Not that it caused a stir but by the 1st of March it was clear that the pandemic/epidemic had settled here in Europe, in the West. Covid-19 was now in territory with a mindset very different to that of the Chinese state. Another post-imperial space but bound by liberal laws in a belief system by which it could set itself apart. A belief system naturalised into affirmations that encompassed Nature and Society, that expected Nature to behave differently inside it as opposed to outside.

 

We can see this in how its leaders chose to play with its name. What mattered was the signposting to the population leveraged by its political system as a vote bank. Most telling was Donald Trump's White House with its Chinese virus even as late as 18 March 2020. The language had to be clear to be effective - to assure the vote bank that the virus was about the elsewhere.

 

The virus was being placed for work in another narrative as the condition of its arrival. The narrative of an order that came with a fortress mentality – of walls, fences, sanctions, pre-emptive wars. Its war on terror, the endless war that buys protection, immunity from the Other. Terror as the means on which its security is built.

 

All this was normalised - for what is used against Nature is used against the Other. It is both how naturalised and normal terror had necessarily become. But this the virus Covid-19 penetrated.
The psychoanalyst Sergio Benvenuto on the subject of the corona virus (English version in Corona virus and Philosophers) wrote of its disruptive potential whereby the norms of the us versus them, me versus the other “collapse and we’re all equally dangerous, the gipsy is no more dangerous than my own daughter, racist categorizations lose all their mobilising charm at a stroke.
The virus as a political body turns our understanding of terror back to front. It tells us: We or You are all terrorists. Everyone becomes equally dangerous; a bearer of terror without discrimination.
Or as Benvenuto writes, “We are not in danger, we are the danger”.

 

We are the danger. It's the force of routine which hides that but the corona virus with its unprecedented assault on routine marked another moment of arrival - when the foundational belief in "back to business as usual" lost its surety. That now is both a compulsion and a doubt. The one subject who recognises it well is the refugee because the refugee is someone who can not go back.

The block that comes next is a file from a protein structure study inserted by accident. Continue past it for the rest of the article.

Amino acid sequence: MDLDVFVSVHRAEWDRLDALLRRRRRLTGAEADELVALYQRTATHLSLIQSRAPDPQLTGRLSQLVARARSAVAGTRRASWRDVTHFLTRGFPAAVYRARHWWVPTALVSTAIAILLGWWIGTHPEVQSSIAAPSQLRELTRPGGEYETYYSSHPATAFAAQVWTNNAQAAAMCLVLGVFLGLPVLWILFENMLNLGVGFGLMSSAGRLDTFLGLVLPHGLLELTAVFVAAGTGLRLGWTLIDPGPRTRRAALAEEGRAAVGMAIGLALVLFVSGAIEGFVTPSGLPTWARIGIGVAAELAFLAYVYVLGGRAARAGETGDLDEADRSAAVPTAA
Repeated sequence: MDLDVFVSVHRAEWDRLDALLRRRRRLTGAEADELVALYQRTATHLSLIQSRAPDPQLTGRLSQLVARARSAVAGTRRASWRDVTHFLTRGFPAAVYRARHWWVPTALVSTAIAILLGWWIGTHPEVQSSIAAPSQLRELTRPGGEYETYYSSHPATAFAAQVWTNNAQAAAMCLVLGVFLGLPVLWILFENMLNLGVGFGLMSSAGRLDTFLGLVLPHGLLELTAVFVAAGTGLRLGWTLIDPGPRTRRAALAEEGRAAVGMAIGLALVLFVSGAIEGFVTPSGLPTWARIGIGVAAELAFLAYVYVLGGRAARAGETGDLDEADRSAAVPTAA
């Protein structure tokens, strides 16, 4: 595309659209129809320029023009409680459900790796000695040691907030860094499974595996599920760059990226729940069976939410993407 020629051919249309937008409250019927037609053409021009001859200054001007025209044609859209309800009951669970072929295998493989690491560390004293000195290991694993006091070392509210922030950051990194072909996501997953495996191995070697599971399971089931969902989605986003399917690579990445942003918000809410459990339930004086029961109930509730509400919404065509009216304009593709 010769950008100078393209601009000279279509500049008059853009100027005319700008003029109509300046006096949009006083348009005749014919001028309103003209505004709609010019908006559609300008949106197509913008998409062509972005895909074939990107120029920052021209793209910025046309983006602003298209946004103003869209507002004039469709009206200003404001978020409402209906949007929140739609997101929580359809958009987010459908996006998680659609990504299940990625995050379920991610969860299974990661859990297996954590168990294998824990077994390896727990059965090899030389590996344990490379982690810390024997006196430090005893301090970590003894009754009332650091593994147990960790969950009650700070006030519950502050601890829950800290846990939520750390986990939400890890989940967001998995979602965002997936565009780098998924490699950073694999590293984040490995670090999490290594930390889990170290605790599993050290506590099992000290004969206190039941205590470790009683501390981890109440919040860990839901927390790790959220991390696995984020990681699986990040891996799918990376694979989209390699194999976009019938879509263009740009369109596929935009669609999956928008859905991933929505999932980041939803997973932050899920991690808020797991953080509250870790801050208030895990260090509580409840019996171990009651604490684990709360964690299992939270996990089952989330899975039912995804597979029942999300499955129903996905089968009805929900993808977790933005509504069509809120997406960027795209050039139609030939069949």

The virus as a political body tells us: We or You are all refugees. The refugee understands that in the politics of arrival there are always many arrivals if unrecognised but whereby each goes further from how it was, from the sureties of going back.
 

 

Yet the overwhelming question is, what explains the capacity of Covid-19 to bring us to this moment? To fracture the routine of human life at every possible scale. Why the seismic difference from other viruses, say the HIV virus of the 80s, or more recently the corona SARS virus of 2003, or the Ebola virus of 2013. Because unlike these viruses, Covid-19 for most part does not kill; if it did it would kill its own space of transmission. Rather it exemplifies the rule of 'less is more'; this virus optimises the time to remain without symptoms in each transmitting body.
And further, Covid-19's transmission from body to body is almost perfectly non-discriminatory and through the contact space of the everyday rituals of the normal. That is, the virus depends on the very normality a social order embodies. It is an attack on the normal; yet in far more senses than by its use of the normal to kill the weak. Because it brings out the hidden terror in the normal indiscriminately and in multiple ways. What that augers beyond arrival is another story.

 

Back in early December at a certain time and place in the body of a so-called Patient 0, the technical term for a first infected human, virus Covid-19 would have arrived. The certainty of arrival as an original moment is lost. It has taken three months and more but we have seen how its politics of arrival also unfolds through us. 

 

 

/ Posted at nettime 05.04.20.
/ Minor edits here, correction of date typo.